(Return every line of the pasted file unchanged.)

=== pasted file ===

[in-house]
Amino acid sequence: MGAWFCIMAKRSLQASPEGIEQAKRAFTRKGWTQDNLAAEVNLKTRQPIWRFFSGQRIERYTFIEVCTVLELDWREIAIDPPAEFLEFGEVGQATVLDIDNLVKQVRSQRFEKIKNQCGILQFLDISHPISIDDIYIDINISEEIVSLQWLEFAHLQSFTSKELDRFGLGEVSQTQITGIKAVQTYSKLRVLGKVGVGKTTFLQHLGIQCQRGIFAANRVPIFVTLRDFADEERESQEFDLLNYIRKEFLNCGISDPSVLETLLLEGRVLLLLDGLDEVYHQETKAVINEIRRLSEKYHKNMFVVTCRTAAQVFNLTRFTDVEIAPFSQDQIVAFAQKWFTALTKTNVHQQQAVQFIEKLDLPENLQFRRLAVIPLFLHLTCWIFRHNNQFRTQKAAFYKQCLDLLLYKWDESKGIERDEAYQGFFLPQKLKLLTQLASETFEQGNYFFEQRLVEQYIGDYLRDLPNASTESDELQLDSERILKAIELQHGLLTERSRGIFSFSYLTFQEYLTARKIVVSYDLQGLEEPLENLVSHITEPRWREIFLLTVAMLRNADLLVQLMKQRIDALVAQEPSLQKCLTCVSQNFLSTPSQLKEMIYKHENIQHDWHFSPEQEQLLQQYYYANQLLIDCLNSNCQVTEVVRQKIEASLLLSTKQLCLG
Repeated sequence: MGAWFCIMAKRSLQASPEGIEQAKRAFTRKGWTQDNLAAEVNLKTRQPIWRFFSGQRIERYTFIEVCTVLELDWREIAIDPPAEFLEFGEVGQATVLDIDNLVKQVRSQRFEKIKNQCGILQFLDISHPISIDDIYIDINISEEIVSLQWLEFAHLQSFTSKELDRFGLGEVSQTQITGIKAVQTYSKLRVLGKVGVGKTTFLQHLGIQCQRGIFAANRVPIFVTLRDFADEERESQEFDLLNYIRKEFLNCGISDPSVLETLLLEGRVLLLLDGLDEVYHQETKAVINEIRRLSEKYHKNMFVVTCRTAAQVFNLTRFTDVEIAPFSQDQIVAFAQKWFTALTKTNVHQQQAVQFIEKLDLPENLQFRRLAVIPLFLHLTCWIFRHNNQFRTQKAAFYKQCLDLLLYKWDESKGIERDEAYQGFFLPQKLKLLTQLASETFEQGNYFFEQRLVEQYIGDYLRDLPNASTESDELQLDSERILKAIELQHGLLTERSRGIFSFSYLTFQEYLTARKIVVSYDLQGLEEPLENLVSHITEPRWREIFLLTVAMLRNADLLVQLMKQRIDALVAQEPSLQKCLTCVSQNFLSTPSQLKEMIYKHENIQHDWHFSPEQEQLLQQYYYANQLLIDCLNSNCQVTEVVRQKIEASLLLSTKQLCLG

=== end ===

[in-house]
Amino acid sequence: MGAWFCIMAKRSLQASPEGIEQAKRAFTRKGWTQDNLAAEVNLKTRQPIWRFFSGQRIERYTFIEVCTVLELDWREIAIDPPAEFLEFGEVGQATVLDIDNLVKQVRSQRFEKIKNQCGILQFLDISHPISIDDIYIDINISEEIVSLQWLEFAHLQSFTSKELDRFGLGEVSQTQITGIKAVQTYSKLRVLGKVGVGKTTFLQHLGIQCQRGIFAANRVPIFVTLRDFADEERESQEFDLLNYIRKEFLNCGISDPSVLETLLLEGRVLLLLDGLDEVYHQETKAVINEIRRLSEKYHKNMFVVTCRTAAQVFNLTRFTDVEIAPFSQDQIVAFAQKWFTALTKTNVHQQQAVQFIEKLDLPENLQFRRLAVIPLFLHLTCWIFRHNNQFRTQKAAFYKQCLDLLLYKWDESKGIERDEAYQGFFLPQKLKLLTQLASETFEQGNYFFEQRLVEQYIGDYLRDLPNASTESDELQLDSERILKAIELQHGLLTERSRGIFSFSYLTFQEYLTARKIVVSYDLQGLEEPLENLVSHITEPRWREIFLLTVAMLRNADLLVQLMKQRIDALVAQEPSLQKCLTCVSQNFLSTPSQLKEMIYKHENIQHDWHFSPEQEQLLQQYYYANQLLIDCLNSNCQVTEVVRQKIEASLLLSTKQLCLG
Repeated sequence: MGAWFCIMAKRSLQASPEGIEQAKRAFTRKGWTQDNLAAEVNLKTRQPIWRFFSGQRIERYTFIEVCTVLELDWREIAIDPPAEFLEFGEVGQATVLDIDNLVKQVRSQRFEKIKNQCGILQFLDISHPISIDDIYIDINISEEIVSLQWLEFAHLQSFTSKELDRFGLGEVSQTQITGIKAVQTYSKLRVLGKVGVGKTTFLQHLGIQCQRGIFAANRVPIFVTLRDFADEERESQEFDLLNYIRKEFLNCGISDPSVLETLLLEGRVLLLLDGLDEVYHQETKAVINEIRRLSEKYHKNMFVVTCRTAAQVFNLTRFTDVEIAPFSQDQIVAFAQKWFTALTKTNVHQQQAVQFIEKLDLPENLQFRRLAVIPLFLHLTCWIFRHNNQFRTQKAAFYKQCLDLLLYKWDESKGIERDEAYQGFFLPQKLKLLTQLASETFEQGNYFFEQRLVEQYIGDYLRDLPNASTESDELQLDSERILKAIELQHGLLTERSRGIFSFSYLTFQEYLTARKIVVSYDLQGLEEPLENLVSHITEPRWREIFLLTVAMLRNADLLVQLMKQRIDALVAQEPSLQKCLTCVSQNFLSTPSQLKEMIYKHENIQHDWHFSPEQEQLLQQYYYANQLLIDCLNSNCQVTEVVRQKIEASLLLSTKQLCLG